This compact book (between the sizes of a CD and a DVD case) is an equally compact introduction to the story of Picasso's murAn Exercise in Compaction
This compact book (between the sizes of a CD and a DVD case) is an equally compact introduction to the story of Picasso's mural, "Guernica".
It's divided into ten sections:
2. Picasso and the 1937 Paris World's Fair
3. The Bombing of Guernica
4. Women's Heads
5. Mother and Child
6. Horses, Bulls and the Minotaur
7. Franco and the Fallen Warrior
8. Compositional Studies
9. Guernica: The Finished Work
10. The Story of Guernica after 1937.
Given the compact size of the book, there are only a few hundred words in each section. This is not an in-depth analysis.
The book consists of about eight leaves, each of which unfolds either horizontally or vertically (or both).
This allows scope for not just pictures of the finished work, but of many sketches, details and schematics.
As a result, you get a good summary of the process Picasso adopted to paint the work.
I bought the book at the Museo Nacional Centro de Arte Reina Sofía in Madrid as a souvenir of a visit to the Museum in January, 2017. The original mural and many related works were displayed in a more expansive exhibition on art relating to the Spanish Civil War.
An exhibition relating specifically to Picasso will start in April, 2017:
I can't remember why, but "Guernica" has been one of my favourite works for over 45 years. However, until recently, I wasn't aware of how much additional work went into its composition and how much it owed to subjects of his earlier works.
The text of this book summarises it as follows:
"At the same time as he began planning the overall design, Picasso produced a rapid and fascinating succession of sketches to explore key issues such as victim versus oppressor, anguish suffered by the innocent, personal pain, and icons of national identity. Many of the images had occurred in earlier work, but now they were imbued with a new sense of rigour and urgency. Today they provide an extraordinary guide to the ensemble that is 'Guernica'."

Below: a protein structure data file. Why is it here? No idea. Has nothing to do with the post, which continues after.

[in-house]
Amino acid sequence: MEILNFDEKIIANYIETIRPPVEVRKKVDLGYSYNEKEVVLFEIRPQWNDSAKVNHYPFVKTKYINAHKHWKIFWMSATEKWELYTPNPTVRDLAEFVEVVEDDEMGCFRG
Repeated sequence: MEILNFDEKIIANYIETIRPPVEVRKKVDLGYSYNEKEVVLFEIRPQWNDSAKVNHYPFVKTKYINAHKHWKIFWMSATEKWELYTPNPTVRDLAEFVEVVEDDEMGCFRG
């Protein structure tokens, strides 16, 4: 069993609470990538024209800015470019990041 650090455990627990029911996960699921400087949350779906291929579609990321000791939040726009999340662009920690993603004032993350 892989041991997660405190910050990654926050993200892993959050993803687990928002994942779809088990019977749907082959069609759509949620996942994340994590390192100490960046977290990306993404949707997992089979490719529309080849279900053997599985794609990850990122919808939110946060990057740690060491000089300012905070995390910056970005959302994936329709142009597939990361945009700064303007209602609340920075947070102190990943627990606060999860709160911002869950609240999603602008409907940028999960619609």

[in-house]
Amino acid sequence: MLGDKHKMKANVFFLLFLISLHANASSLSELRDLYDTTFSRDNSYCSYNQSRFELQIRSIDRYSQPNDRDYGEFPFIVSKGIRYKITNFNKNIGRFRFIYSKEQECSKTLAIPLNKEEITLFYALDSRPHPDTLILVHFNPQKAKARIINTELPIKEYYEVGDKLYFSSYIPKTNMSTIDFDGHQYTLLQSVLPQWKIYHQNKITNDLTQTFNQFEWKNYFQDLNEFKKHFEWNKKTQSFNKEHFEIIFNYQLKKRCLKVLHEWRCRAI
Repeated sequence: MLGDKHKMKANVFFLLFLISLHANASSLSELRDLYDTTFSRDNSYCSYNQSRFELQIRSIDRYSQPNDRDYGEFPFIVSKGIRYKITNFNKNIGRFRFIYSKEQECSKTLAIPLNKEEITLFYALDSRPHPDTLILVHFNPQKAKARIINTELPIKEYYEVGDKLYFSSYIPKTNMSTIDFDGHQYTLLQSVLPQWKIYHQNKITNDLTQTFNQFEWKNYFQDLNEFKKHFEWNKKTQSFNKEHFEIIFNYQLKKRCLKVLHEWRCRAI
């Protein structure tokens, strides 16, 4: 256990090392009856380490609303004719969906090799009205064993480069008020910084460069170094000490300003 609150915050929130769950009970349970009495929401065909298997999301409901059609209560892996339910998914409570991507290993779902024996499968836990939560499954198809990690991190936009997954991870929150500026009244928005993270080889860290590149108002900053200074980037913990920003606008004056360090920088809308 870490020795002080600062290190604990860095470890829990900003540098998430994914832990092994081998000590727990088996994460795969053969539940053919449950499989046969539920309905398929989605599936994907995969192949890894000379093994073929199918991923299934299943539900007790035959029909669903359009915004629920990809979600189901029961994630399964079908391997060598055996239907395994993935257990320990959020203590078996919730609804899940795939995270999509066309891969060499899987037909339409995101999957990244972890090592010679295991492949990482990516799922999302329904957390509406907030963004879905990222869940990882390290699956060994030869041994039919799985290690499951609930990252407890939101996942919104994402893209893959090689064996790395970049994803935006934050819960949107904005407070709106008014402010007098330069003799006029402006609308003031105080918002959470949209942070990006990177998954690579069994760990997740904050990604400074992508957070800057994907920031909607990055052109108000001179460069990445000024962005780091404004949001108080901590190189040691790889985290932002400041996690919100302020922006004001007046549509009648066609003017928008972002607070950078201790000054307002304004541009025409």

Recurrence of Subjects and Themes
The recurrence of themes became more apparent when I visited the Museu Picasso in Barcelona.
It seems that, all through his creative life, he repeated themes and works, until he had either got them right or was happy with them. As a result, you can see him refine works or develop them into something new and different and worthy.
This is important, because while the final work must stand or fall on its own, it is insightful to see what led up to it.
"Guernica" was the result of an invitation to submit a work to the Spanish Pavillion in the 1937 Paris World's Fair.
While Picasso procrastinated for a few months after he accepted the commission, he then worked on schematics that laid the foundation for the final work.
Having conceived the work in its entirety, he then started work on its component parts.
This book describes the mural as an ensemble, which is a good description of its composite character.
Whatever you might have read about the picture, nothing prepares you for its physical dimensions. It's actually enormous (whereas "Mona Lisa" is much smaller than you would expect).
This book helps you to understand the component parts:
* the women's heads
* the mother and her dead child
* the bull
* the horse
* the fallen warrior.
As a result, your eyes can wander around the mural with greater perception....more